As investors, we’ve got to come to grips with what our true risk tolerance is. This isn’t something you simply fill out a form to determine; you’ve got to truly understand what you can withstand regarding volatility in your portfolio. Of course, someday we’ll see a true tough economy and a bear market. There might even be a significant geopolitical crisis. These things can and will produce market volatility. So, before they do, understand what you can withstand.
But remember that we’ve come back from these kinds of things before. If you think about it, the leading companies of today weren’t even around 15 or 20 years ago. New technologies always emerge.
So my message is this: Volatility isn’t new. You’ve got to know yourself in terms of risk tolerance. While the market is at or near all-time highs, now may be a great time to review your situation so that you can withstand potential adverse market changes.
If you have any other questions or would like more information, feel free to give me a call or send me an email. I look forward to hearing from you soon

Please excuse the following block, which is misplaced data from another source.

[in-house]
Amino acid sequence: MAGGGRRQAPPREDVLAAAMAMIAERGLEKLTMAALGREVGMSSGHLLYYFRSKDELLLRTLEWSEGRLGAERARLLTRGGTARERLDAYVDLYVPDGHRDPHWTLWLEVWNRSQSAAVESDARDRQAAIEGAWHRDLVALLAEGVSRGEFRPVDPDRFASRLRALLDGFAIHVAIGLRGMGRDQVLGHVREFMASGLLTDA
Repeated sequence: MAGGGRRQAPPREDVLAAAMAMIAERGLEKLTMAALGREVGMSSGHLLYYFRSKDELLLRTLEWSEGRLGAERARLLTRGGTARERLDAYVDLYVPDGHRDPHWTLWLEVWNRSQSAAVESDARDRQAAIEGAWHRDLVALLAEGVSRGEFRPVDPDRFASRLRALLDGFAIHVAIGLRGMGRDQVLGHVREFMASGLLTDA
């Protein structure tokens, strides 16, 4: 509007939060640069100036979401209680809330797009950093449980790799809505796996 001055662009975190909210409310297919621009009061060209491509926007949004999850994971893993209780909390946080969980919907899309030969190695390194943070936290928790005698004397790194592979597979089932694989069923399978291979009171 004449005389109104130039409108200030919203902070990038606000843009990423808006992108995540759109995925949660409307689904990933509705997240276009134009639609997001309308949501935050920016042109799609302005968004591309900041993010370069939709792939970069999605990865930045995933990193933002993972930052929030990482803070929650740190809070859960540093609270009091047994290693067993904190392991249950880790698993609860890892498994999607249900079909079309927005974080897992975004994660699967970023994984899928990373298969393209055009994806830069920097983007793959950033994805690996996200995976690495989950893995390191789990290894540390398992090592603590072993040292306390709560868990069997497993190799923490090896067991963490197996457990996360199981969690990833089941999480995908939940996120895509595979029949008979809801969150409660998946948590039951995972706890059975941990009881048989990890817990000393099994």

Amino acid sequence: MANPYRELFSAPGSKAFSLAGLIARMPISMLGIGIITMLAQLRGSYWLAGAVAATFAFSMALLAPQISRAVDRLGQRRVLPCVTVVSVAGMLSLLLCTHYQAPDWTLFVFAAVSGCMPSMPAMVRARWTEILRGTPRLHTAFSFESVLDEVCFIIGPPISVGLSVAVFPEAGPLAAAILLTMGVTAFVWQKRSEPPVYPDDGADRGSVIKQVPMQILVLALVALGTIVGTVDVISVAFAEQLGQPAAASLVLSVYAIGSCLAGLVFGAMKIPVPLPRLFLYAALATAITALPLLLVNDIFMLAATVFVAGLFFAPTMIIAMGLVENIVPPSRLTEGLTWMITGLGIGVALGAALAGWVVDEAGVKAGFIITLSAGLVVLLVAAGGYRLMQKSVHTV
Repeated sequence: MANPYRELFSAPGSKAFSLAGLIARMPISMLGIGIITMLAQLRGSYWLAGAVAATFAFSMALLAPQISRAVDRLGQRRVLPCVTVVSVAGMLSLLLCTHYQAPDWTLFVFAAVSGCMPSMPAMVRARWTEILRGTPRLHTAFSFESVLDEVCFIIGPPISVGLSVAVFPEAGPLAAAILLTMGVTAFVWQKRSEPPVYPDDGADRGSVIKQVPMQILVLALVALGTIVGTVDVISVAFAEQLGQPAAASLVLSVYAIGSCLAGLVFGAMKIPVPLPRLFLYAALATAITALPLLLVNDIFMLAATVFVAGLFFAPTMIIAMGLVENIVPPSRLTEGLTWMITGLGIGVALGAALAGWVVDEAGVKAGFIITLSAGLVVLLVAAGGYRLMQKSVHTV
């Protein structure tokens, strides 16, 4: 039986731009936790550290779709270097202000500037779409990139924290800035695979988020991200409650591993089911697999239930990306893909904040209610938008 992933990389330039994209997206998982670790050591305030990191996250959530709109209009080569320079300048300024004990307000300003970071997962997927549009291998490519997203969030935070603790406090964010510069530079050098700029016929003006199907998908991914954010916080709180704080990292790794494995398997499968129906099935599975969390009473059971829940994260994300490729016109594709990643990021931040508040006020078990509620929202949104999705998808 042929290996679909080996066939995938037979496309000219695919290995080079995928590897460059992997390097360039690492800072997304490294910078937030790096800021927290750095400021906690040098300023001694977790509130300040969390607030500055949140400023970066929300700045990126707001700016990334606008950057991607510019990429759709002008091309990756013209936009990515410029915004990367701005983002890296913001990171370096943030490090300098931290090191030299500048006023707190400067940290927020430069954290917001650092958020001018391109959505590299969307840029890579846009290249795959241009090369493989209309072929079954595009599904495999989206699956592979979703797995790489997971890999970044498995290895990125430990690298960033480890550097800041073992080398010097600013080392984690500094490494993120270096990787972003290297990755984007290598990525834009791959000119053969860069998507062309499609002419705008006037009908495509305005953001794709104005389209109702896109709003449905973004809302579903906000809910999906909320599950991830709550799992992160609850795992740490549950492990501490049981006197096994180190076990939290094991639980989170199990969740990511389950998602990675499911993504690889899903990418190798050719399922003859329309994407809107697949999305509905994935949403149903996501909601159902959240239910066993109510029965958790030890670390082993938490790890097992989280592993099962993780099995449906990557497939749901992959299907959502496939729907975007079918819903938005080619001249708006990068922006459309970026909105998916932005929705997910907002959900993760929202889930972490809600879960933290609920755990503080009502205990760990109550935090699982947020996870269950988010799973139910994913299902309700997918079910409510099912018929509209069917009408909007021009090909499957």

Just got off the phone with a client age 59 who wanted to come in and review his allocation towards the stock market. He has his investments in a few different locations and doesn’t know what his overall allocation is. He said “at 59 years old, I could very well be at 80% stocks now and I think that is too high.”
When was the last time you reviewed your asset allocation for all your investment accounts?
I’m talking about your current 401k and older 401k’s from previous jobs, your IRA’s, Roth IRA’s, and traditional brokerage accounts.
In times of rising stock markets complacency can set in and whereas you were initially comfortable to have 65% of your investments in the stock market, now, due to rising markets you could be at 75%.